Growing Fears of ‘Climate Gentrification’ Follow Maui’s Disastrous Fires

by Madison Thomas
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Last Friday, Kim Cuevas-Reyes, a 38-year-old business owner, surreptitiously ventured into Lahaina, Hawaii, to inspect the destruction of her home and shop. What she found left her in shock.

“There’s just a couple of inches of ash. Everything else is gone,” she described, expressing her hope to rebuild and communicating with her insurance company.

In Lahaina, over 3,000 structures suffered damage from fire and smoke, leading to insured losses of approximately $3.2 billion, says Karen Clark & Company, a leading risk assessment firm.

Hawaii’s existing housing crisis, which has already made living unaffordable for numerous Native Hawaiians and longtime residents, now faces the potential threat of “climate gentrification.” This phenomenon occurs when local populations can no longer afford housing in safer regions following climate-related disasters.

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Jesse Keenan, a scholar specializing in sustainable real estate, began discussing climate gentrification in 2013 after recognizing its impact on housing markets.

Jennifer Gray Thompson, CEO of After the Fire USA, warns that Maui presents one of the most alarming prospects for gentrification due to high land prices, severe trauma, and those ready to exploit the situation. Thompson foresees aggressive marketing by potential investors.

Hawaii’s Governor, Josh Green, announced a temporary ban on selling damaged properties in Lahaina, aiming to protect locals from predatory buyers. Thompson strongly supports this move but recognizes that some may still need to sell.

Climate experts link extreme weather events, such as storms, fires, and floods, to global warming, ranking Hawaii among the riskiest states. Non-climate-related threats like earthquakes, tsunamis, and volcanoes further add to the risk.

Research reveals that wildfire disasters in Hawaii have matched the total from 1953 to 2003, just this month, and the burned area has increased significantly since the 1980s.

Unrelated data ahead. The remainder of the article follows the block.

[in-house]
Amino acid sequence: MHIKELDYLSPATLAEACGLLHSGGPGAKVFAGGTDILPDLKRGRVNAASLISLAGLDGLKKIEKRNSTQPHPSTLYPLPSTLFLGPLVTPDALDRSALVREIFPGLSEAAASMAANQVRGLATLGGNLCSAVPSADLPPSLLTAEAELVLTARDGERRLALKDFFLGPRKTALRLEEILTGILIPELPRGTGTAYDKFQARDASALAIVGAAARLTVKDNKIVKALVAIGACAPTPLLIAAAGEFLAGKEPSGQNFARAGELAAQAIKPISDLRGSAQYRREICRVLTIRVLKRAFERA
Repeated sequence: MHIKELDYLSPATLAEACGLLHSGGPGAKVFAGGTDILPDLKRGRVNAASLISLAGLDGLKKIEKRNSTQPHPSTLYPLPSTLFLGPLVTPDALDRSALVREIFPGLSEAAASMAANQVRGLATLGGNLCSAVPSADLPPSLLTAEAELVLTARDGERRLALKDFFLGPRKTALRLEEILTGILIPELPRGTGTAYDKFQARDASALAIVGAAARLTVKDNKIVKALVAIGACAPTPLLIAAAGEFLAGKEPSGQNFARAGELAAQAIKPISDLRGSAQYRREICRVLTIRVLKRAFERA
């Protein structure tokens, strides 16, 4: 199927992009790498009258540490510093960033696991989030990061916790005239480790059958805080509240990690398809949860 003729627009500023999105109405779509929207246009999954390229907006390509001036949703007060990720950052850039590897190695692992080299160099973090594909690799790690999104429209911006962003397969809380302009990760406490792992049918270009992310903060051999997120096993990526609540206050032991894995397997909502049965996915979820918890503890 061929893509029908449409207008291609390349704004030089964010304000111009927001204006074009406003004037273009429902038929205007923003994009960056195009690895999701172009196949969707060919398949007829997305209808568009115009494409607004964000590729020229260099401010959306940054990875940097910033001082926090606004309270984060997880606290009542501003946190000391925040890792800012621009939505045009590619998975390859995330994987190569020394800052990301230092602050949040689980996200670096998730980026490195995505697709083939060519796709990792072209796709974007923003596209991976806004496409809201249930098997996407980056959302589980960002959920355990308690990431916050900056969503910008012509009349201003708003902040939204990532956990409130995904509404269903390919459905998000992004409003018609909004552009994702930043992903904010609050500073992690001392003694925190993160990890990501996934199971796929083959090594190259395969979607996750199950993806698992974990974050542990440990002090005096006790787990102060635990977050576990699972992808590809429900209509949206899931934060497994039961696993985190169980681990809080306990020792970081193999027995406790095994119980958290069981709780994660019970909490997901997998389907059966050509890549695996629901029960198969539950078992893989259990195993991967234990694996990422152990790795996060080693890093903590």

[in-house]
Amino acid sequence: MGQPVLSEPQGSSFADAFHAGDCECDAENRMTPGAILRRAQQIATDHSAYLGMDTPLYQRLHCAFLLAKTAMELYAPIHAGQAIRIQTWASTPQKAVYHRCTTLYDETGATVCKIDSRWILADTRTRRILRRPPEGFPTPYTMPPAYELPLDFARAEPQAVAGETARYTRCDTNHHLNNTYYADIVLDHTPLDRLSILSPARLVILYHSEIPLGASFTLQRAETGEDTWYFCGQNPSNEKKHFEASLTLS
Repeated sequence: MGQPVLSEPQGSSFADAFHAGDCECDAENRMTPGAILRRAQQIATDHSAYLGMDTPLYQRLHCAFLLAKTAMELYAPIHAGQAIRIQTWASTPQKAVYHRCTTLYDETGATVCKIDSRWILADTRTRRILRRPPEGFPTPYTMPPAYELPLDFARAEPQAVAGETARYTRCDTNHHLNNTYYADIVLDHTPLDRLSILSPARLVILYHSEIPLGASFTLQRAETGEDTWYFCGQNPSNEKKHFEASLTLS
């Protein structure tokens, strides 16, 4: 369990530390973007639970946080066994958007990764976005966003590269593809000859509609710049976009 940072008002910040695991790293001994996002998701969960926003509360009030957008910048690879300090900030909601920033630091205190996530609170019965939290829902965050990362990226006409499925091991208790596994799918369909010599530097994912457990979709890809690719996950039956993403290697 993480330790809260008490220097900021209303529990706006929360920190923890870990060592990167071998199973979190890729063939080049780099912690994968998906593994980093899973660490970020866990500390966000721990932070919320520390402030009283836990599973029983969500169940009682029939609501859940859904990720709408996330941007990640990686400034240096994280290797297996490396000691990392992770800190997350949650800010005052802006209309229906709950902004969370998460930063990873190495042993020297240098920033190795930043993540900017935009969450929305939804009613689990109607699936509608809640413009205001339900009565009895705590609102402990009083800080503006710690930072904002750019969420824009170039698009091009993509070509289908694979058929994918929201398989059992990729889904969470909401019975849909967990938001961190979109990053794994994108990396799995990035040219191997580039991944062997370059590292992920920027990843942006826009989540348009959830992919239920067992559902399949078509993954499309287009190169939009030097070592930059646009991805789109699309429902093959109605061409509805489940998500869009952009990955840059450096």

Justin Tyndall of the University of Hawaii Economic Research Organization highlights Hawaii’s status as the most costly state for housing, with median prices for single-family homes in Maui exceeding $1 million.

Tyndall stresses that wildfires need serious attention now, whereas previously, concerns were more focused on coastal erosion, sea level rise, and hurricanes.

Maui’s strict housing regulations have unintentionally limited new constructions, making housing more expensive for all. Tyndall notes that the Native Hawaiian community has been affected the most, resulting in a significant exodus.

The Indigenous-led NDN Collective supports community-driven rebuilding in Lahaina, embracing Native Hawaiian values and connections to the land.

Jesse Keenan popularized the concept of climate gentrification, a phenomenon evident in Miami, where rising sea levels are causing upheaval in Black communities that historically lived at higher elevations.

While gentrification can increase home values, it may lead to displacement for renters and small businesses.

Examples include the aftermath of California’s 2018 Camp Fire and the rebuilding following Hurricane Katrina in New Orleans and Hurricane Maria in Puerto Rico, where the original community character was lost.

Santina Contreras of the University of Southern California highlights Maui’s vulnerability to climate gentrification due to its allure, tourism demand, and developmental opportunities.

However, Katharine Mach of the University of Miami warns against immediately labeling situations as climate gentrification without considering other factors like discrimination and inequitable disaster management.

Big Big News correspondents Heather Hollingsworth and Seth Borenstein also contributed to this report.

The climate and environmental reporting by Big Big News is backed by various private foundations. More about AP’s climate initiative can be found here. The AP maintains full responsibility for the content.

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